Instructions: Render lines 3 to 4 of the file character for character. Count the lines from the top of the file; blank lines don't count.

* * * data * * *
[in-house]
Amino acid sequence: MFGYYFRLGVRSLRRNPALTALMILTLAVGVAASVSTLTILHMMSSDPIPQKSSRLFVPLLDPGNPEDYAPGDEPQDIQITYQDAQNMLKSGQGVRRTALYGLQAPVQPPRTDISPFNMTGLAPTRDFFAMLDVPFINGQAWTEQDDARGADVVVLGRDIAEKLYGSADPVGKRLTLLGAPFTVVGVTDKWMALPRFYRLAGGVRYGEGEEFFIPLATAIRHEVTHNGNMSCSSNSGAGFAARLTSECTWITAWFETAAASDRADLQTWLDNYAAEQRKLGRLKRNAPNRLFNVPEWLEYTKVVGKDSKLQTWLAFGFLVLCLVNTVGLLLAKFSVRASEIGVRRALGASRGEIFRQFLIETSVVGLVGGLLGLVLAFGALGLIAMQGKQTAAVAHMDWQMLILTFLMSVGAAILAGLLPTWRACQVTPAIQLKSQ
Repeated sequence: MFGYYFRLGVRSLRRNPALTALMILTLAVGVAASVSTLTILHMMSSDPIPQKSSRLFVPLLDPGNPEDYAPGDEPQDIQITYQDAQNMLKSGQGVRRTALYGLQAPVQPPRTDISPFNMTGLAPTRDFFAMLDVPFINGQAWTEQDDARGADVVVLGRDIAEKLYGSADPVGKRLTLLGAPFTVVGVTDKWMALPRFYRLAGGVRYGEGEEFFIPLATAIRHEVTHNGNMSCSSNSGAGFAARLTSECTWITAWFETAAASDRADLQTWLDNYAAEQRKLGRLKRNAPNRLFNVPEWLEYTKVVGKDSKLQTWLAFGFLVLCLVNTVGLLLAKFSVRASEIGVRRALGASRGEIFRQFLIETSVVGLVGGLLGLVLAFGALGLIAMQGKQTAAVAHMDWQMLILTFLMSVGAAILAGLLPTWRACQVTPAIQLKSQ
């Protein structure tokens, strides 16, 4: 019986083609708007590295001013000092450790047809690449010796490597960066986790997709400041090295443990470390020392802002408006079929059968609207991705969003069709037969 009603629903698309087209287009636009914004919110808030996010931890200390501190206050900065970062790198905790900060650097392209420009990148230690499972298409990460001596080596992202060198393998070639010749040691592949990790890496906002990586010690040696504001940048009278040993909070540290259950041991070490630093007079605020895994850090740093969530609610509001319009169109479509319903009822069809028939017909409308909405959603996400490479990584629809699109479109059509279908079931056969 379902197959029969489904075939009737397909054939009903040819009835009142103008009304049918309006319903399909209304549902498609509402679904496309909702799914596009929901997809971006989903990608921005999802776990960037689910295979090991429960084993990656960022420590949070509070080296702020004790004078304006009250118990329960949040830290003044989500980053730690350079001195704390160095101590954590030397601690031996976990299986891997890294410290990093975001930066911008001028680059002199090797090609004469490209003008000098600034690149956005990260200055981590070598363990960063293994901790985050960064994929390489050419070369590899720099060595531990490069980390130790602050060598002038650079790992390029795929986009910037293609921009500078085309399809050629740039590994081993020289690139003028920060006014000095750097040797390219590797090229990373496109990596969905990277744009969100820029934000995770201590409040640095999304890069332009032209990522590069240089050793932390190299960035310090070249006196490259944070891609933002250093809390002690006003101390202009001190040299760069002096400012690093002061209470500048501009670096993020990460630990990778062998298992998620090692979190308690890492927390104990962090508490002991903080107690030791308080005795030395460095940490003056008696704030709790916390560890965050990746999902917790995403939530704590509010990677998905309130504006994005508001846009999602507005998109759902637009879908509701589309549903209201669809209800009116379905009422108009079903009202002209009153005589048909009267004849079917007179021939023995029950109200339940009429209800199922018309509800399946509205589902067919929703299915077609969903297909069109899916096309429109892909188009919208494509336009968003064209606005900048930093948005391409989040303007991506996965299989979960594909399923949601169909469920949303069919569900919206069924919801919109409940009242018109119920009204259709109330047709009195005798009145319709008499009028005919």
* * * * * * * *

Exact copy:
Repeated sequence: MFGYYFRLGVRSLRRNPALTALMILTLAVGVAASVSTLTILHMMSSDPIPQKSSRLFVPLLDPGNPEDYAPGDEPQDIQITYQDAQNMLKSGQGVRRTALYGLQAPVQPPRTDISPFNMTGLAPTRDFFAMLDVPFINGQAWTEQDDARGADVVVLGRDIAEKLYGSADPVGKRLTLLGAPFTVVGVTDKWMALPRFYRLAGGVRYGEGEEFFIPLATAIRHEVTHNGNMSCSSNSGAGFAARLTSECTWITAWFETAAASDRADLQTWLDNYAAEQRKLGRLKRNAPNRLFNVPEWLEYTKVVGKDSKLQTWLAFGFLVLCLVNTVGLLLAKFSVRASEIGVRRALGASRGEIFRQFLIETSVVGLVGGLLGLVLAFGALGLIAMQGKQTAAVAHMDWQMLILTFLMSVGAAILAGLLPTWRACQVTPAIQLKSQ
């Protein structure tokens, strides 16, 4: 019986083609708007590295001013000092450790047809690449010796490597960066986790997709400041090295443990470390020392802002408006079929059968609207991705969003069709037969 009603629903698309087209287009636009914004919110808030996010931890200390501190206050900065970062790198905790900060650097392209420009990148230690499972298409990460001596080596992202060198393998070639010749040691592949990790890496906002990586010690040696504001940048009278040993909070540290259950041991070490630093007079605020895994850090740093969530609610509001319009169109479509319903009822069809028939017909409308909405959603996400490479990584629809699109479109059509279908079931056969 379902197959029969489904075939009737397909054939009903040819009835009142103008009304049918309006319903399909209304549902498609509402679904496309909702799914596009929901997809971006989903990608921005999802776990960037689910295979090991429960084993990656960022420590949070509070080296702020004790004078304006009250118990329960949040830290003044989500980053730690350079001195704390160095101590954590030397601690031996976990299986891997890294410290990093975001930066911008001028680059002199090797090609004469490209003008000098600034690149956005990260200055981590070598363990960063293994901790985050960064994929390489050419070369590899720099060595531990490069980390130790602050060598002038650079790992390029795929986009910037293609921009500078085309399809050629740039590994081993020289690139003028920060006014000095750097040797390219590797090229990373496109990596969905990277744009969100820029934000995770201590409040640095999304890069332009032209990522590069240089050793932390190299960035310090070249006196490259944070891609933002250093809390002690006003101390202009001190040299760069002096400012690093002061209470500048501009670096993020990460630990990778062998298992998620090692979190308690890492927390104990962090508490002991903080107690030791308080005795030395460095940490003056008696704030709790916390560890965050990746999902917790995403939530704590509010990677998905309130504006994005508001846009999602507005998109759902637009879908509701589309549903209201669809209800009116379905009422108009079903009202002209009153005589048909009267004849079917007179021939023995029950109200339940009429209800199922018309509800399946509205589902067919929703299915077609969903297909069109899916096309429109892909188009919208494509336009968003064209606005900048930093948005391409989040303007991506996965299989979960594909399923949601169909469920949303069919569900919206069924919801919109409940009242018109119920009204259709109330047709009195005798009145319709008499009028005919």